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Does our industry quash the critical thinking of fashion school graduates?

By Jackie Mallon



The burden of solving the myriad problems of our industry is regularly placed on students shoulders at the same time as they are being pinned with the label the future of fashion. In those jam-packed handful of years after high school they are constantly challenged to question and dismantle existing systems. Their days are spent in a flurry of creativity and deadlines under instruction from professors who have previously worked or still work in the industry, while outside the classroom they are clocking up internships where they catch glimpses of how companies operate but without any real-life context or responsibility. They are unconditioned and unspoilt, not beholden to profit margins, shareholders or traditional methods of doing things. Yet more often than not they graduate to become cogs in the very machinery they spent 3-4 years questioning. Is this the fault of schools not preparing students for industry or does the industry itself quash the critical thinking of its fresh new talent?

Josh Williams, Assistant Professor of Fashion Management at Parsons School of Design, says that students entering fashion programs today are more aware of the world around them than ever before, and highly attuned to the need for change especially around issues of sustainability and DEI (Diversity, Equity, and Inclusion). But while schools focus on critical thinking, there is a need to pair it with an understanding of the complex system that is fashion, and the needs of what he refers to as its many “stakeholders.”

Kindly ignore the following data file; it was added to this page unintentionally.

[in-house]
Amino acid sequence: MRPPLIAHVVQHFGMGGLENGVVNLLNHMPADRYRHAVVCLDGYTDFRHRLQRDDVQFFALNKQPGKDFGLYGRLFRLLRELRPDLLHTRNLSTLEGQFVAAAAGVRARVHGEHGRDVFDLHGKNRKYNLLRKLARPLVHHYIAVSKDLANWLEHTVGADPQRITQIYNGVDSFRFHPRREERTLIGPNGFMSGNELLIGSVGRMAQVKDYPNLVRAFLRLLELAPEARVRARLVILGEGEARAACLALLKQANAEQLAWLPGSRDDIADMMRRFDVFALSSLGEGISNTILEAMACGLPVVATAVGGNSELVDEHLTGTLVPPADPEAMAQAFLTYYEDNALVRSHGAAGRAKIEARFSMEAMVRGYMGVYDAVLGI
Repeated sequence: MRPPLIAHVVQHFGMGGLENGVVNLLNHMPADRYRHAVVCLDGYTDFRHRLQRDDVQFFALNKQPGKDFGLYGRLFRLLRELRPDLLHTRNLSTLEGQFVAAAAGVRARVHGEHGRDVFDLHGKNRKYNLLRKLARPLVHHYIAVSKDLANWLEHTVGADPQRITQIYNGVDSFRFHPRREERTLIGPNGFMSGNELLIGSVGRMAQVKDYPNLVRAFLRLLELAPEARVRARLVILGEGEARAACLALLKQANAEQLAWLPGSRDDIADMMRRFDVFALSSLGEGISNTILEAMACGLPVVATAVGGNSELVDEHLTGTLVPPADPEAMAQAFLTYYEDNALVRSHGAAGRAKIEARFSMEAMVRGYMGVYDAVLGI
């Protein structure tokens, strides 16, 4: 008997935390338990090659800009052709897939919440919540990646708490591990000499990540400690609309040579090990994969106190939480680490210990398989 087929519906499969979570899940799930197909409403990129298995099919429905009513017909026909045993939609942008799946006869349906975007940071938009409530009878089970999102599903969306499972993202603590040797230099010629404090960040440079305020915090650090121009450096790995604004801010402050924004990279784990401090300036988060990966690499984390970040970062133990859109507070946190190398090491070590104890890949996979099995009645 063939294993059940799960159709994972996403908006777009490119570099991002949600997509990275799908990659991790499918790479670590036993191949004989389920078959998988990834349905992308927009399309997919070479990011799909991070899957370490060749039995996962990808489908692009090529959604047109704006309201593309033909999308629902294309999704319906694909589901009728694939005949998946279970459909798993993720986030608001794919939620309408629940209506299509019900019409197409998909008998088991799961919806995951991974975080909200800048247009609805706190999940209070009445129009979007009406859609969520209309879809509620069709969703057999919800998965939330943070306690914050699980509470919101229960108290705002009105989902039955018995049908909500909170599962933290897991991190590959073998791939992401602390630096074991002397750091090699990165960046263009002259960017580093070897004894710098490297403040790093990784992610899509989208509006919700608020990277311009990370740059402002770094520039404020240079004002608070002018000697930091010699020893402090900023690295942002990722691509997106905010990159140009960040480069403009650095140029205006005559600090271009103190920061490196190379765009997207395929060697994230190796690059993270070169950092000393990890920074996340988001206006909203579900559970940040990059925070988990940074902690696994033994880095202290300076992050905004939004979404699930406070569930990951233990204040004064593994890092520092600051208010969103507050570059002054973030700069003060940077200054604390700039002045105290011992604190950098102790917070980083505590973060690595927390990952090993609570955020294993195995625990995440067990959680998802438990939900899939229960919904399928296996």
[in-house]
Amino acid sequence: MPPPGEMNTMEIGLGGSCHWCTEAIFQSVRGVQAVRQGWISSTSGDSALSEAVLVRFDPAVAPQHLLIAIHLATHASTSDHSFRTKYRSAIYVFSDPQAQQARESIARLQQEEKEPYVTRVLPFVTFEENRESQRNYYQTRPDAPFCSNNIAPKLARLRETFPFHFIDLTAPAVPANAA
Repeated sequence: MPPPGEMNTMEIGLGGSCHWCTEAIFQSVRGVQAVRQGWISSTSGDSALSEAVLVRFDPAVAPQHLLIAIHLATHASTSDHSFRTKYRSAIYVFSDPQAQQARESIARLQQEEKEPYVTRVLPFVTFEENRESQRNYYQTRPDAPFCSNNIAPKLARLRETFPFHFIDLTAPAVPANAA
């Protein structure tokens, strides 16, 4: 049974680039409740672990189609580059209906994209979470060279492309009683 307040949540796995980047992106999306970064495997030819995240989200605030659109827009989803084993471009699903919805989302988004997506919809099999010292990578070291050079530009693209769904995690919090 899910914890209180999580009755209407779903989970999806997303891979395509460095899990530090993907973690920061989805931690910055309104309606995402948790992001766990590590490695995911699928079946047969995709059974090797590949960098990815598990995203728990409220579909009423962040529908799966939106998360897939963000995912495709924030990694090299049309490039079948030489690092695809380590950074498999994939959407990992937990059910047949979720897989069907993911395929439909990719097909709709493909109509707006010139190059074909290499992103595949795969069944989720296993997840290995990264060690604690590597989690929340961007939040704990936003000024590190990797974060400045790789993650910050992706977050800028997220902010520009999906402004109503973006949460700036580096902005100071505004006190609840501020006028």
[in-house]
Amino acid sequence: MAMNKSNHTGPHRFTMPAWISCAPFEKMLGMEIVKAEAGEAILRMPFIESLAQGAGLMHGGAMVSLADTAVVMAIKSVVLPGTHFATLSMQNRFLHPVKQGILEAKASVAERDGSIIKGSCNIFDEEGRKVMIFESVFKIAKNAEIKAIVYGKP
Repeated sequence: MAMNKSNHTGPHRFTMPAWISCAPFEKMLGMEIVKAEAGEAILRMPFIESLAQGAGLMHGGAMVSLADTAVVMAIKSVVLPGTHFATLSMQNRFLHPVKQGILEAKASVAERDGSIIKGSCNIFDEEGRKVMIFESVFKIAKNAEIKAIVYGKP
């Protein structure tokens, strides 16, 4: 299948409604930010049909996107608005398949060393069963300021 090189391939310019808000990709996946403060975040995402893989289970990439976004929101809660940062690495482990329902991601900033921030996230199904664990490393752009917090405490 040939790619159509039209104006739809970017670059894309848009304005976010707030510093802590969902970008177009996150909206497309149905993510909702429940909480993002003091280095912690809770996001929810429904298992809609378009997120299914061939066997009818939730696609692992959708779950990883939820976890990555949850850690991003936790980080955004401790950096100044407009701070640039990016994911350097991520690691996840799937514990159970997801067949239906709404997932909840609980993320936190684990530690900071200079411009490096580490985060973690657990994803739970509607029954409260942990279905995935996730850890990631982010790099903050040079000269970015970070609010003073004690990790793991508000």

Stakeholders is an interesting word to use, emphasizing the business or financial side of things. But this terminology is also used by Anja Cronberg, founder and editor-in-chief of Vestoj, and research fellow at London College of Fashion, when discussing with FashionUnited the gaps between academia and industry: “If you’re high up in the hierarchy of a company, what’s at stake for you is very different than if you’re a graduate taking your first steps, trying to figure out where you belong. Until we really try to understand what is at stake, it’s all just theory.”

Bridging the gap from fashion school to industry

Putting the theory into practice is not straightforward for entry level hires, because what’s at stake for individuals, for schools, and for companies is all relative. Many fashion academics complain there isn’t enough time, especially in an undergraduate program, to cover all the skills needed in the workplace, sometimes they don’t even agree on which skills to prioritize. But Cronberg believes the student experience should ultimately be a “free zone” set aside precisely for questioning the status quo and imagining a different world and how they might set about creating it. But after graduation there will be a learning curve. “When you come into a company, the lowliest person in the hierarchy,” she says, “if you want to rise in that system you quite quickly grasp what you can say, when you can say it, how can you stay afloat. And probably staying afloat yourself will become most important.”